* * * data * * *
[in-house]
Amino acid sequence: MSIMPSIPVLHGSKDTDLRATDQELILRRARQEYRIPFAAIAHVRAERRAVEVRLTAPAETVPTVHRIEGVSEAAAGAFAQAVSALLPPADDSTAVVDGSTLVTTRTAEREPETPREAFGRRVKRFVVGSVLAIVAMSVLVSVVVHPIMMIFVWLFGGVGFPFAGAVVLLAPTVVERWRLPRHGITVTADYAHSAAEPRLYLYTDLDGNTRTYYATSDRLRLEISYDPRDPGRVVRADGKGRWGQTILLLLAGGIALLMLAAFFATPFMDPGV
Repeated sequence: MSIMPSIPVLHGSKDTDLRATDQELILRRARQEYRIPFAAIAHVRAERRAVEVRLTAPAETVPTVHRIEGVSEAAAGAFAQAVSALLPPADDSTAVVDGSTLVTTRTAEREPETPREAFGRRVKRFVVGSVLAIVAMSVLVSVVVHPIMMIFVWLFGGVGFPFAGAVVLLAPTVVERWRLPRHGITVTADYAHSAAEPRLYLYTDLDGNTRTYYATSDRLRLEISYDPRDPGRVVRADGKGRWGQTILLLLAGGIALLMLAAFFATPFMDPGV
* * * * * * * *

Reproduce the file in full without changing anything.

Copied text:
[in-house]
Amino acid sequence: MSIMPSIPVLHGSKDTDLRATDQELILRRARQEYRIPFAAIAHVRAERRAVEVRLTAPAETVPTVHRIEGVSEAAAGAFAQAVSALLPPADDSTAVVDGSTLVTTRTAEREPETPREAFGRRVKRFVVGSVLAIVAMSVLVSVVVHPIMMIFVWLFGGVGFPFAGAVVLLAPTVVERWRLPRHGITVTADYAHSAAEPRLYLYTDLDGNTRTYYATSDRLRLEISYDPRDPGRVVRADGKGRWGQTILLLLAGGIALLMLAAFFATPFMDPGV
Repeated sequence: MSIMPSIPVLHGSKDTDLRATDQELILRRARQEYRIPFAAIAHVRAERRAVEVRLTAPAETVPTVHRIEGVSEAAAGAFAQAVSALLPPADDSTAVVDGSTLVTTRTAEREPETPREAFGRRVKRFVVGSVLAIVAMSVLVSVVVHPIMMIFVWLFGGVGFPFAGAVVLLAPTVVERWRLPRHGITVTADYAHSAAEPRLYLYTDLDGNTRTYYATSDRLRLEISYDPRDPGRVVRADGKGRWGQTILLLLAGGIALLMLAAFFATPFMDPGV